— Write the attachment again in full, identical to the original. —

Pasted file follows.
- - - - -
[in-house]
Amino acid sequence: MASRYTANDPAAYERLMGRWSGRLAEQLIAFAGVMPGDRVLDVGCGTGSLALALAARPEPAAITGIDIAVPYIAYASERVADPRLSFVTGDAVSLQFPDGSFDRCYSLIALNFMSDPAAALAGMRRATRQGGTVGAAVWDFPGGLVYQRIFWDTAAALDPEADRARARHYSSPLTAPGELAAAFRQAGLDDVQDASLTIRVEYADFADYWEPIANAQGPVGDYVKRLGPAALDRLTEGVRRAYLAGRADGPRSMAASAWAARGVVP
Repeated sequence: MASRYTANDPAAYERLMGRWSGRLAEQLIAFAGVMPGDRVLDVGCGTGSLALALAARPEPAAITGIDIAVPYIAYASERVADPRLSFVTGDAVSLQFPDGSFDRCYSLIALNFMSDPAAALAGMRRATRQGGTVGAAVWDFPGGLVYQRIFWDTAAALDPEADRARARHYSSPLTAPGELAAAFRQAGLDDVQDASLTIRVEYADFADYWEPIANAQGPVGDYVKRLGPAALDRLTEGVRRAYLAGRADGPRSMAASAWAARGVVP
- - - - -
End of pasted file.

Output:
[in-house]
Amino acid sequence: MASRYTANDPAAYERLMGRWSGRLAEQLIAFAGVMPGDRVLDVGCGTGSLALALAARPEPAAITGIDIAVPYIAYASERVADPRLSFVTGDAVSLQFPDGSFDRCYSLIALNFMSDPAAALAGMRRATRQGGTVGAAVWDFPGGLVYQRIFWDTAAALDPEADRARARHYSSPLTAPGELAAAFRQAGLDDVQDASLTIRVEYADFADYWEPIANAQGPVGDYVKRLGPAALDRLTEGVRRAYLAGRADGPRSMAASAWAARGVVP
Repeated sequence: MASRYTANDPAAYERLMGRWSGRLAEQLIAFAGVMPGDRVLDVGCGTGSLALALAARPEPAAITGIDIAVPYIAYASERVADPRLSFVTGDAVSLQFPDGSFDRCYSLIALNFMSDPAAALAGMRRATRQGGTVGAAVWDFPGGLVYQRIFWDTAAALDPEADRARARHYSSPLTAPGELAAAFRQAGLDDVQDASLTIRVEYADFADYWEPIANAQGPVGDYVKRLGPAALDRLTEGVRRAYLAGRADGPRSMAASAWAARGVVP